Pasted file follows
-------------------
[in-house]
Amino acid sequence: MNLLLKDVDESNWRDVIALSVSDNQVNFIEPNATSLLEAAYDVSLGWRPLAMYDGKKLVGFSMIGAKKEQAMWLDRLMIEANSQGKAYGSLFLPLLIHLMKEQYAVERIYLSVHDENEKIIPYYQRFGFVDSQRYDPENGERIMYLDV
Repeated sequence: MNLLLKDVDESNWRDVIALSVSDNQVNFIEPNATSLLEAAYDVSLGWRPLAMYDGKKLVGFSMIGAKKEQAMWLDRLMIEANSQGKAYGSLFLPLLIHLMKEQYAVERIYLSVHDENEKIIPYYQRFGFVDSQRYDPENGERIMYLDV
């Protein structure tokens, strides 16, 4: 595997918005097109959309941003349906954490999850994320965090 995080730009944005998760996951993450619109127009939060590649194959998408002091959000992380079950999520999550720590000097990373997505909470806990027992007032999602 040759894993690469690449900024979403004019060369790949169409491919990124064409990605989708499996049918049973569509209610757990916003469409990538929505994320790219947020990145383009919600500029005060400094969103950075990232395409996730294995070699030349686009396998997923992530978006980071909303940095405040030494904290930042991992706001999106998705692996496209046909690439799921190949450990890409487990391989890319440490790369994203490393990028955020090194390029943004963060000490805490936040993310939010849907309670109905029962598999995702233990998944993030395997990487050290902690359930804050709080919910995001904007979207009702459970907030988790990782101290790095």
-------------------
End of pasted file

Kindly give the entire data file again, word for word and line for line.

[in-house]
Amino acid sequence: MNLLLKDVDESNWRDVIALSVSDNQVNFIEPNATSLLEAAYDVSLGWRPLAMYDGKKLVGFSMIGAKKEQAMWLDRLMIEANSQGKAYGSLFLPLLIHLMKEQYAVERIYLSVHDENEKIIPYYQRFGFVDSQRYDPENGERIMYLDV
Repeated sequence: MNLLLKDVDESNWRDVIALSVSDNQVNFIEPNATSLLEAAYDVSLGWRPLAMYDGKKLVGFSMIGAKKEQAMWLDRLMIEANSQGKAYGSLFLPLLIHLMKEQYAVERIYLSVHDENEKIIPYYQRFGFVDSQRYDPENGERIMYLDV
């Protein structure tokens, strides 16, 4: 595997918005097109959309941003349906954490999850994320965090 995080730009944005998760996951993450619109127009939060590649194959998408002091959000992380079950999520999550720590000097990373997505909470806990027992007032999602 040759894993690469690449900024979403004019060369790949169409491919990124064409990605989708499996049918049973569509209610757990916003469409990538929505994320790219947020990145383009919600500029005060400094969103950075990232395409996730294995070699030349686009396998997923992530978006980071909303940095405040030494904290930042991992706001999106998705692996496209046909690439799921190949450990890409487990391989890319440490790369994203490393990028955020090194390029943004963060000490805490936040993310939010849907309670109905029962598999995702233990998944993030395997990487050290902690359930804050709080919910995001904007979207009702459970907030988790990782101290790095």